One second P&O ferry is detained after a lack of security checks by the authorities in the midst of outrage that it fired all its 800 seafarers without notice earlier this month and then replace them with temps.
The Maritime and Coastguard Agency (MCA) said earlier on Monday that they were inspecting P&O Ferries’ Pride of Kent at the Port of Dover to make sure it is safe to go to sea with its new crew, even without passengers or cargo.
But tonight, the MCA said they had not met the required standard when it declared Sky News reported.
It said in a statement: “Our surveyors are in the process of detaining the Pride of Kent, Sky News reported.
“We are awaiting confirmation of all the withheld items.”
The reasons why the ship did not pass the inspection have not been revealed, but are expected to be made public in the coming hours.
Meanwhile, another of the combat companies’ vessels, the European Causeway, remains detained in Larne, Northern Ireland, after “faults in the crew’s executive order, vessel documentation and crew training” were discovered.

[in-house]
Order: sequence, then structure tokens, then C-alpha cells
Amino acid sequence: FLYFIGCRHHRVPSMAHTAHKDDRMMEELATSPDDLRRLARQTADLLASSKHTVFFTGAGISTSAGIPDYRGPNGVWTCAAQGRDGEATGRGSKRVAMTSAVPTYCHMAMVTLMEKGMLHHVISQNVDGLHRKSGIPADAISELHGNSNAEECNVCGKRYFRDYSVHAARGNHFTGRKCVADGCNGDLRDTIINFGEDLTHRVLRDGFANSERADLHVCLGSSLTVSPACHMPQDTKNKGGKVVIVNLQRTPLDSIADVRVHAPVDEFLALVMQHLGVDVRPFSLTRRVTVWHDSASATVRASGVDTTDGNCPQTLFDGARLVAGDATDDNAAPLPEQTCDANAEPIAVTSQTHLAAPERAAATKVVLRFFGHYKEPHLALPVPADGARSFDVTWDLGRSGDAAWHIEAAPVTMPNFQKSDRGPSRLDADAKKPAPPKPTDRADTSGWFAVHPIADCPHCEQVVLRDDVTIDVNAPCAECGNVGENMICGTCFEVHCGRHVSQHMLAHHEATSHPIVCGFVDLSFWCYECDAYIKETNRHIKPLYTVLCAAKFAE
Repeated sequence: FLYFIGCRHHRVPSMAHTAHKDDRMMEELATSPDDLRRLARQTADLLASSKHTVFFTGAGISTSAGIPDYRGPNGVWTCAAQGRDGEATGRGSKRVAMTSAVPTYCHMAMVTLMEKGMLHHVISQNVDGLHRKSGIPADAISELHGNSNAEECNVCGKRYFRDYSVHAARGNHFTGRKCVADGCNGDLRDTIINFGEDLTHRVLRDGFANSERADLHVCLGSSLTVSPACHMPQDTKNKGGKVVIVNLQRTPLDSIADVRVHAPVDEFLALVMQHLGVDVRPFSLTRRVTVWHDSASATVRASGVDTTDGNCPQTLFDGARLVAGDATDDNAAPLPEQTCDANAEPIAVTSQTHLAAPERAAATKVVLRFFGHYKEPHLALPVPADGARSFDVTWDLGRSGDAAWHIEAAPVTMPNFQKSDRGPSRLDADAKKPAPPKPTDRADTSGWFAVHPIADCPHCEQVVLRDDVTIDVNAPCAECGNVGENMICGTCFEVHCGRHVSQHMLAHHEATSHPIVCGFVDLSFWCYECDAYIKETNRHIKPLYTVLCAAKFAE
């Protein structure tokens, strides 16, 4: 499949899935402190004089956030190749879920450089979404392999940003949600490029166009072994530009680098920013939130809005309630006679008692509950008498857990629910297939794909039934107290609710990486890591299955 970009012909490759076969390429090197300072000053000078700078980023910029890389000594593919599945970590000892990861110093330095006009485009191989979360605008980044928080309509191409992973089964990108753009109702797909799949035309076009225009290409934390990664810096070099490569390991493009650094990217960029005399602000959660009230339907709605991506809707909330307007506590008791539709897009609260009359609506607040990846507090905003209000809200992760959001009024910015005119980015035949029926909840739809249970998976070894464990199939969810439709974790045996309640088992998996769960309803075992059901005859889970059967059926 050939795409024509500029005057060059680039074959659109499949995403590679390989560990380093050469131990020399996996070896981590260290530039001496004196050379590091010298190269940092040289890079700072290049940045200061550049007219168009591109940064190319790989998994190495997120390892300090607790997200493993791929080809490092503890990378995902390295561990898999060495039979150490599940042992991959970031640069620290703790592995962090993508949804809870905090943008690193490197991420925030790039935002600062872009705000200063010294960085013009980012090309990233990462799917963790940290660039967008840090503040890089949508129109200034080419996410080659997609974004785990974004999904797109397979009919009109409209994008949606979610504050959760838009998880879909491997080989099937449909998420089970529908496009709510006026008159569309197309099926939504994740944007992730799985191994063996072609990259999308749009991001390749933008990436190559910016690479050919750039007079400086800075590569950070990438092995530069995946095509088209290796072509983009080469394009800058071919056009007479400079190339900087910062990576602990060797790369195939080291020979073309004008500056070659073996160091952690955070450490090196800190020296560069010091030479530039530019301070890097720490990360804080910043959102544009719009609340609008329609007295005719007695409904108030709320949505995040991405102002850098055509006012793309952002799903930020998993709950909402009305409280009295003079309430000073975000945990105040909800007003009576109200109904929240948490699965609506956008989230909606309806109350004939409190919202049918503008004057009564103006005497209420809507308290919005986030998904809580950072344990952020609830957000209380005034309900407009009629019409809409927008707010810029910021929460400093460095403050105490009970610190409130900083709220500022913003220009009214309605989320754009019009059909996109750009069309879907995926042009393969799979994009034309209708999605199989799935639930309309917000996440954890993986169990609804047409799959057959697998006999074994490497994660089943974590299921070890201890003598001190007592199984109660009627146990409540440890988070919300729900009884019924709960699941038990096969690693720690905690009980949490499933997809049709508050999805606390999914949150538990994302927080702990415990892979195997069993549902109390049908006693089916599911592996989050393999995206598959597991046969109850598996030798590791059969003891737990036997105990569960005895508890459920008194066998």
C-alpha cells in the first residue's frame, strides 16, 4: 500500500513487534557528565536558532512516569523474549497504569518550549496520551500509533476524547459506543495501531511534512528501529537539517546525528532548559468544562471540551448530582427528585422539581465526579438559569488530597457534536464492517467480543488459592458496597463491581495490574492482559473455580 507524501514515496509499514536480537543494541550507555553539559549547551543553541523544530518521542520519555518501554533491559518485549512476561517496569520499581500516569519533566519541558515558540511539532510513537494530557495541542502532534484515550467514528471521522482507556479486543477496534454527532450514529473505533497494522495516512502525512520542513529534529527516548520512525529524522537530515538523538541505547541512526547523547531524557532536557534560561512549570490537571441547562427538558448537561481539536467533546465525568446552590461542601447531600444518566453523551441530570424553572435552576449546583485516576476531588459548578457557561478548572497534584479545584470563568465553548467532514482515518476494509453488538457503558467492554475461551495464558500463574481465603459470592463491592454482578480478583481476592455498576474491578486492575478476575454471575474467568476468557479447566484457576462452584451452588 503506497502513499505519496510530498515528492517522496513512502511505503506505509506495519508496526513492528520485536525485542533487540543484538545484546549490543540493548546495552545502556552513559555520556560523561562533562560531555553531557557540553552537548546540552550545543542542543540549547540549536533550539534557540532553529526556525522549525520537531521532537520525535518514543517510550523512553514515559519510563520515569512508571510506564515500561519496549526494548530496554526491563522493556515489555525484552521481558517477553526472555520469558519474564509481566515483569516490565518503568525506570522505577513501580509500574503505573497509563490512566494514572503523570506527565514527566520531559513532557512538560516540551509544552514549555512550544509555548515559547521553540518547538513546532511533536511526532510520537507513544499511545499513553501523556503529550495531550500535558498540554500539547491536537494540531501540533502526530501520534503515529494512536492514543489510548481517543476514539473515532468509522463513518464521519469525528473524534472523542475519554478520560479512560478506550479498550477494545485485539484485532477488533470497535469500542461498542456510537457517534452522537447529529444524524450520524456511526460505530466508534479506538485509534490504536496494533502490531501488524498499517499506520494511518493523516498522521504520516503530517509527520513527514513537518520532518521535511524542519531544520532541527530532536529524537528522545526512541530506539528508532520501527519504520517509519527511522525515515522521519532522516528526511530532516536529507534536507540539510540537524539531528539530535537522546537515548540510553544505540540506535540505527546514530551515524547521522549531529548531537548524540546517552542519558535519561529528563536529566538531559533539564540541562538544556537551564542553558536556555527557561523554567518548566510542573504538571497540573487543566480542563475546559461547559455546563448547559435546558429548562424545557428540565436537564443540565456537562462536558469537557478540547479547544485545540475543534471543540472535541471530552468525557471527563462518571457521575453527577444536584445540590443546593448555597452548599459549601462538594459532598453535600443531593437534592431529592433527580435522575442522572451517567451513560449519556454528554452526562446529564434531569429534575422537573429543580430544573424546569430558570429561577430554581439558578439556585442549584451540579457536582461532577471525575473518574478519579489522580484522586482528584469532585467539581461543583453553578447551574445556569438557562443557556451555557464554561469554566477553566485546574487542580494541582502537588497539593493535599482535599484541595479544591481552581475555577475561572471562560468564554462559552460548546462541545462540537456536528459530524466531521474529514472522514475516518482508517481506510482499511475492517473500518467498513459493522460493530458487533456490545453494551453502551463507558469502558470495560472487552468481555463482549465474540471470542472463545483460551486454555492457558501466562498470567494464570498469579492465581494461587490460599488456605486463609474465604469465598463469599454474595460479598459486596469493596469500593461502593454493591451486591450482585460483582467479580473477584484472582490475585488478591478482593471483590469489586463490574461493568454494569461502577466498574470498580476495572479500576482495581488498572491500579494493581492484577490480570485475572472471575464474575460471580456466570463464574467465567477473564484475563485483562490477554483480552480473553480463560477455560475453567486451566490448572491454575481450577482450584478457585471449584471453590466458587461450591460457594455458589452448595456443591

This comes after the government said it would force ferry operators calling at their ports to pay the minimum wage as it increased pressure on P&O Ferries to re-employ workers the company fired without notice in favor of cheaper staff.
Transport Secretary Grant Shapps has also told P&O that it now had “a slightly different choice” than reversing the mass layoffs – and has demanded the company’s boss Peter Hebblethwaite resign.
In a letter to the ferry manager, Mr Shapps said that proposals submitted to Parliament would “ensure that seafarers were protected from this type of action”.
Shapps said he intends to block the result that P&O Ferries has “pursued”, including “paying workers less than the minimum wage”.
He said this would leave P&O “an additional opportunity” to offer all 800 workers their jobs back on previous terms, conditions and pay – if they want them back.
The minimum wage in the UK for people aged 23 and over is GBP 8.91 per hour, but goes up to GBP 9.50 per hour on 1 April.
Sir. Hebblethwaite, whose base salary is £ 325,000, told MPs on March 24 that the average salary for the agency’s crew is £ 5.50 an hour.